In this Wallabout, (Waalboght,) region, in 1625, was born the first child of European parentage, Sarah Rapelje. This fact is confirmed, inasmuch as some thirty years afterwards when Sarah had grown up to woman's estate, and had married, and then lost her husband, being left a widow with several children, she petitioned the municipal authorities for a grant of land, and it was given her, on the ground that she was the first born of the colony.
We will also relate in this connection a tradition which we have heard from Gen. Jeremiah Johnson, in reference to this Sarah Rapelje. We forget now the source the General relied on for the legend.
When Sarah's father, George Jansen De Rapelje, was settled on his farm in the Wallabout, Peter Minnet was Dutch Governor in New Amsterdam, and lived on Manhattan Island.5 It happened one day that this Governor, with several companions, crossed over to Long Island on a hunting excursion, and after a good tramp they found themselves extremely hungry in the neighborhood of Rapelje's house. This they entered in search of food and drink; but found no body at all in the house, the wife with the rest being engaged at work out in the field. But Minuet and his friend discovered a savory dish of "Indian dumplings"—the only thing apparently the larder contained—to which they helped themselves, and, constrained by their voracious appetites made a clean dish of the whole fare. But just as they were concluding their repast, Frau Rapelje, with her little girl (Sarah) in her arms, returned from the field, to get ready the meal for husband and child. To her dismay and indignation she found the only eatables the house had contained just devoured by the Governor and his friends; and, in her anger, and without the least respect for authority, she unloosed her woman's tongue, and gave them such a blast as only an enraged woman can. She particularly complained that when she had come home to feed her hungry child, she found everything eaten up by great overgrown thieves and robbers! To pacify her, and make it all right, the Governor, in the emergency, promised her that, if she would say no more about it, he would pledge his gubernatorial word, that, in lieu of the dish of dumplings, he would, when the next ship came in, make the Frau a present of a good milch cow—which in due time, he did according to his promise.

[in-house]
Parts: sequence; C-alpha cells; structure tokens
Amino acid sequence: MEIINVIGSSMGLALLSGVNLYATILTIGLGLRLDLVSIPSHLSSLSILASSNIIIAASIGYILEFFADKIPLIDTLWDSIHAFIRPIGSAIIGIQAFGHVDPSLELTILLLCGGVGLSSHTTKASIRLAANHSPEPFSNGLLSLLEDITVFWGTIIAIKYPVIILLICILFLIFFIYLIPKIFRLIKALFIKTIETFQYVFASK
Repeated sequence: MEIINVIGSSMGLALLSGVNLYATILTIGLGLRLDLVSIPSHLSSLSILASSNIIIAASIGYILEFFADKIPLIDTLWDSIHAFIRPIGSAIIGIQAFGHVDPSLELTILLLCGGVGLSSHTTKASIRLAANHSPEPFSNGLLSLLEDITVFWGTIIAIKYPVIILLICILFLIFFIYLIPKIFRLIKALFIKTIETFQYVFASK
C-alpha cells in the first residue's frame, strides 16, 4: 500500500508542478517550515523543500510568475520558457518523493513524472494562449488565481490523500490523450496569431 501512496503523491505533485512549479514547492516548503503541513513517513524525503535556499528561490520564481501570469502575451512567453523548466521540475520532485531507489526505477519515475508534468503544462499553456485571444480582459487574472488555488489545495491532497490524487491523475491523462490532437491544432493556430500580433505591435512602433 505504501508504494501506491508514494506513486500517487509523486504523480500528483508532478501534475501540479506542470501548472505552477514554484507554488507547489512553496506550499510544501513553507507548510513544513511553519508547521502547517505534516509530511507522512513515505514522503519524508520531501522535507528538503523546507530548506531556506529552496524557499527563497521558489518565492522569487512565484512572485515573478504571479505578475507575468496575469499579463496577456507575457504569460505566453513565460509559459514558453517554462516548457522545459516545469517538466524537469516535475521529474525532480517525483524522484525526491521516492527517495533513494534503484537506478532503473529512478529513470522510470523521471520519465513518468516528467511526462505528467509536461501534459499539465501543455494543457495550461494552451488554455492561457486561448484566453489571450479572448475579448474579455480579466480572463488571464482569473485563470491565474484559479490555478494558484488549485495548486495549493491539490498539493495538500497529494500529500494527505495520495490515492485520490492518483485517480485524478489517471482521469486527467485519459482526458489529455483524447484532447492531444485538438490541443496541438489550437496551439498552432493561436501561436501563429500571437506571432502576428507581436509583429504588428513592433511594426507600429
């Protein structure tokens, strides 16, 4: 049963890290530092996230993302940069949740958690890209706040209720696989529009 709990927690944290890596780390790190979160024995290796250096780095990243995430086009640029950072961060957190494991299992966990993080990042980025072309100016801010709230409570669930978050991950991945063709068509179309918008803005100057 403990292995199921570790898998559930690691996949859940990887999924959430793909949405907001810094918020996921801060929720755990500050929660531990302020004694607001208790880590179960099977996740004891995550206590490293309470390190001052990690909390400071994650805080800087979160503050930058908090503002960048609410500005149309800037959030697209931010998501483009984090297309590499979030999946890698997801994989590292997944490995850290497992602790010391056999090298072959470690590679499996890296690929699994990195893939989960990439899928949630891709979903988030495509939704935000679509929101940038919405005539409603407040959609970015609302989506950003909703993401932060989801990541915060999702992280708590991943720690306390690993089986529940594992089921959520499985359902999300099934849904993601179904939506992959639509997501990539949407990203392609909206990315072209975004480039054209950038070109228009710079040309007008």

Romantic stories were told in early times about these same Rapljes. For George Jansen's two brothers came over here and settled also. One of the stories was that they were Moors by birth, and of prodigious strength. As to birth, they were really the sons of French exiles, who had settled in the Low Countries, as often happened in those times. The reputed stature and strength of George Jansen's brother Antony were probably not without foundation. For according to Gen. Jeremiah Johnson, the grandson of this Antony, who lived in Gravesend, was six feet and four inches high; and on one occasion, to give a sample of his bodily powers, he carried ten bushels of wheat from his barn to the house, and up the chamber stairs. Gen. Johnson said that, in his youth, he had visited and seen this grandson, whose name was William Jansen. Gen. J. inquired of him of the truth of this story of carrying the ten bushels of wheat, and how he did it. William told his young visitor "I took one bag on each shoulder, one in each hand, and one in my teeth"; and then opening the chamber door, he showed Gen. J. the stairs he had ascended, and the floor where he had deposited the wheat. This William lived to be 80 years of age, and died so late as 1805.